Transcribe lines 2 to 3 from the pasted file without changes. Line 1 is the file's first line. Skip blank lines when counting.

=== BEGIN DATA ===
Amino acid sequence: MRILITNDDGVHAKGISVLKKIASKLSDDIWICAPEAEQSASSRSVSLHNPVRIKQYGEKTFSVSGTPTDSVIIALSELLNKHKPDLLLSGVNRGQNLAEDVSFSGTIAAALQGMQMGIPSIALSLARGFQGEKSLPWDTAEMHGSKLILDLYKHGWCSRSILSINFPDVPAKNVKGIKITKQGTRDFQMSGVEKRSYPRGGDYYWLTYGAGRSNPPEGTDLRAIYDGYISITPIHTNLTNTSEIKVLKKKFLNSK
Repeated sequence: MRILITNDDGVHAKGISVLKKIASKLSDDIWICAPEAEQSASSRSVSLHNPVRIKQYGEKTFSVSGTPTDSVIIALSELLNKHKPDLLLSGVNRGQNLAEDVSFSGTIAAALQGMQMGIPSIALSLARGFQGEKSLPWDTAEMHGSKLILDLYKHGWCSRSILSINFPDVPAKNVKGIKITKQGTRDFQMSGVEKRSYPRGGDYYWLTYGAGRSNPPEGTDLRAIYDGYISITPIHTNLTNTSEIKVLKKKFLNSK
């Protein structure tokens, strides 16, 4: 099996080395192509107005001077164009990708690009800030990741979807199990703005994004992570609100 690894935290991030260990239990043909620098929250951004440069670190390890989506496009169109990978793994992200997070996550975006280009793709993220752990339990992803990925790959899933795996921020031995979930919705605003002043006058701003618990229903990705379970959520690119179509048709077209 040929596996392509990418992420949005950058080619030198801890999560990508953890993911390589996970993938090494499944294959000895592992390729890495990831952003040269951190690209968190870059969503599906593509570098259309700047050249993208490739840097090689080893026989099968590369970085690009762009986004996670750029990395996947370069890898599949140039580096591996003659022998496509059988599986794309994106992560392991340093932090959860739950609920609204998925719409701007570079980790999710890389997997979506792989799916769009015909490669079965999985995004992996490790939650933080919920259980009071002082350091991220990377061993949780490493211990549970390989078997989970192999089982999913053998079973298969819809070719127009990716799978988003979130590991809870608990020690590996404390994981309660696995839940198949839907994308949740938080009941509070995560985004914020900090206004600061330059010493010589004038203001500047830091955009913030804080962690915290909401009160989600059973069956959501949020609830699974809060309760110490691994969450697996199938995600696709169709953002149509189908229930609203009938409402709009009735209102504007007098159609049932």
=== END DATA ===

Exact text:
Repeated sequence: MRILITNDDGVHAKGISVLKKIASKLSDDIWICAPEAEQSASSRSVSLHNPVRIKQYGEKTFSVSGTPTDSVIIALSELLNKHKPDLLLSGVNRGQNLAEDVSFSGTIAAALQGMQMGIPSIALSLARGFQGEKSLPWDTAEMHGSKLILDLYKHGWCSRSILSINFPDVPAKNVKGIKITKQGTRDFQMSGVEKRSYPRGGDYYWLTYGAGRSNPPEGTDLRAIYDGYISITPIHTNLTNTSEIKVLKKKFLNSK
């Protein structure tokens, strides 16, 4: 099996080395192509107005001077164009990708690009800030990741979807199990703005994004992570609100 690894935290991030260990239990043909620098929250951004440069670190390890989506496009169109990978793994992200997070996550975006280009793709993220752990339990992803990925790959899933795996921020031995979930919705605003002043006058701003618990229903990705379970959520690119179509048709077209 040929596996392509990418992420949005950058080619030198801890999560990508953890993911390589996970993938090494499944294959000895592992390729890495990831952003040269951190690209968190870059969503599906593509570098259309700047050249993208490739840097090689080893026989099968590369970085690009762009986004996670750029990395996947370069890898599949140039580096591996003659022998496509059988599986794309994106992560392991340093932090959860739950609920609204998925719409701007570079980790999710890389997997979506792989799916769009015909490669079965999985995004992996490790939650933080919920259980009071002082350091991220990377061993949780490493211990549970390989078997989970192999089982999913053998079973298969819809070719127009990716799978988003979130590991809870608990020690590996404390994981309660696995839940198949839907994308949740938080009941509070995560985004914020900090206004600061330059010493010589004038203001500047830091955009913030804080962690915290909401009160989600059973069956959501949020609830699974809060309760110490691994969450697996199938995600696709169709953002149509189908229930609203009938409402709009009735209102504007007098159609049932």